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Hanja Korean (한자/한문한자 /)

Hanja is the Korean name for Chinese characters. More specifically, it refers to those Chinese characters borrowed from Chinese and incorporated into the Korean language with Korean pronunciation. Hanja-mal or hanja-eo refers to words which can be written with hanja, and hanmun refers to Classical Chinese  writing, although "hanja" is sometimes used loosely to encompass these other concepts. Because hanja never underwent major reform, they are almost entirely identical to traditional Chinese and kyujitai  characters. Only a small number of hanja characters are modified or unique to Korean. By contrast, many of the Chinese characters currently in use in Japan (kanji) and Mainland China have been simplified, and contain fewer strokes than the corresponding hanja characters.

Although a phonetic Korean alphabet, now known as hangul, had been created by a team of scholars commissioned in the 1440s by King Sejong the Great, it did not come into widespread use until the late 19th and early 20th century. Thus, until that time it was necessary to be fluent in reading and writing hanja in order to be literate in Korean, as the vast majority of Korean literature and most other Korean documents were written in hanja. Today, hanja plays a different role. Scholars who wish to study Korean history must study hanja in order to read historical documents. For the general public, learning a certain number of hanja is very helpful in understanding words that are formed with them. Hanja are not used to write native Korean words, which are always rendered in hangul, and even words of Chinese origin  hanja-eo are written with the hangul alphabet most of the time.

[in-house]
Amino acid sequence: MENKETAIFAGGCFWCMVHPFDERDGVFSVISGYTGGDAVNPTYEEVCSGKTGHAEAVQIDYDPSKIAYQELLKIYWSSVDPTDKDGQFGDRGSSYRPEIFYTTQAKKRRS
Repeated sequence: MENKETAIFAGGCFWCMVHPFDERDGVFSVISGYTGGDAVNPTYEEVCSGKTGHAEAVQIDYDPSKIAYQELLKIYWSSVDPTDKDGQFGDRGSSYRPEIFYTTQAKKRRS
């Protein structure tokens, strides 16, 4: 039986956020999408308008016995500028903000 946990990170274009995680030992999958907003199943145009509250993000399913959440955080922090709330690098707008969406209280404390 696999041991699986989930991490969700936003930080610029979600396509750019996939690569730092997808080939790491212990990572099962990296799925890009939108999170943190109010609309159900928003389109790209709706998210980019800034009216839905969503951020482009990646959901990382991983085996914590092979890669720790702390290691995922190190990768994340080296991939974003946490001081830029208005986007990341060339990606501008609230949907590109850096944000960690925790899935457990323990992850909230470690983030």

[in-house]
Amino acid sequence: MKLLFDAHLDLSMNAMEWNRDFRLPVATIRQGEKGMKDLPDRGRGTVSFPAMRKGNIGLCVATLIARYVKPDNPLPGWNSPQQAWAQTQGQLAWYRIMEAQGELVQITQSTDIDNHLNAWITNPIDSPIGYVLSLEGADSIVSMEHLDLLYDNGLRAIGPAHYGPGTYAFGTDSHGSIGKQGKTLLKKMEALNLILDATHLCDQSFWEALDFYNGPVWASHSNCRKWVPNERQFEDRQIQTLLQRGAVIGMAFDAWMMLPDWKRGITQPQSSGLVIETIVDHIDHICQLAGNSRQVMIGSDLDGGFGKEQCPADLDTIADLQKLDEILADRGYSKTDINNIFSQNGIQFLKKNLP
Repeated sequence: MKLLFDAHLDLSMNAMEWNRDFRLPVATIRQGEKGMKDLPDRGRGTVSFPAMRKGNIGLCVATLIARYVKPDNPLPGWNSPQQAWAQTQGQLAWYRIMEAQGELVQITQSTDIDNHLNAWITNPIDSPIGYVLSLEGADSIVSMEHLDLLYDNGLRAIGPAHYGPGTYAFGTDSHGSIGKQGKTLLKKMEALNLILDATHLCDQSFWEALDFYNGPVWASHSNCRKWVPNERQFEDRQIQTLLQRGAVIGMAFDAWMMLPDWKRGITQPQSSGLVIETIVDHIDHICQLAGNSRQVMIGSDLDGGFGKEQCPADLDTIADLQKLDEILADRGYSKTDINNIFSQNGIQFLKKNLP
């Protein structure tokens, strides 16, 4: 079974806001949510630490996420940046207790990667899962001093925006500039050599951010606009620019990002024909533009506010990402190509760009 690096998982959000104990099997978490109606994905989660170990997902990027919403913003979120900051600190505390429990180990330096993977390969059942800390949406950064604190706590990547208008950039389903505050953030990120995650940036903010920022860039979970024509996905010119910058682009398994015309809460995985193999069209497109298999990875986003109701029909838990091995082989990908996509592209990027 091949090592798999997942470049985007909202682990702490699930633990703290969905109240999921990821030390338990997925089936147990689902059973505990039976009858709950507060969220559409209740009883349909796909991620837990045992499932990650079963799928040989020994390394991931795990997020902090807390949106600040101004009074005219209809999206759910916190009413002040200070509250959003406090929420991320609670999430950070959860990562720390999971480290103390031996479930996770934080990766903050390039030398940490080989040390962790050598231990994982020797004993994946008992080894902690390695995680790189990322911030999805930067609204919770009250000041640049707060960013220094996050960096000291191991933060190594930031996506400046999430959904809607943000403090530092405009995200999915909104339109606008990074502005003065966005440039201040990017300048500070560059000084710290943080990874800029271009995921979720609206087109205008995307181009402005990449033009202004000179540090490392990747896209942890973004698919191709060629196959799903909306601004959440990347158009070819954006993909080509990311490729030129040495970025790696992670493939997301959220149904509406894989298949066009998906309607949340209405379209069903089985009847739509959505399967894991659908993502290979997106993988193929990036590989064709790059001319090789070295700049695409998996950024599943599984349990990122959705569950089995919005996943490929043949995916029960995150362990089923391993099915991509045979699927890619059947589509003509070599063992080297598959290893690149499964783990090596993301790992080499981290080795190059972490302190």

(Ref: Wikipedia)

Hanja on whatamieating.com

To find foods and foods and food-related items in whatamieating.com in Hanja Korean you may search by any of the following terms:
Asia Asian Hangul Hanja Korea Korean North Northern South Southern Chinese character characters

These terms associated with languages are hidden behind the scenes as there is some crossover with other languages. The traveller in Korean may not be precisely certain which language is in use, and can search using more general terms such as 'Koirean''.

You may use any of the above terms in any search you make using 'Translate from English' so that if you wish to search for a translation of dog soup, choose whichever of these language terms that you think is most appropriate, say:
'Hanja dog soup' and then click on 'Translate from English'

One of the problems of providing searches in a multilingual world-wide food dictionary is trying to help people reach the things they are searching for. People do not always know the precise language being used, so these more general searches such as  'Korean' may help in a successful search.

http://en.wikipedia.org/wiki/Hanja

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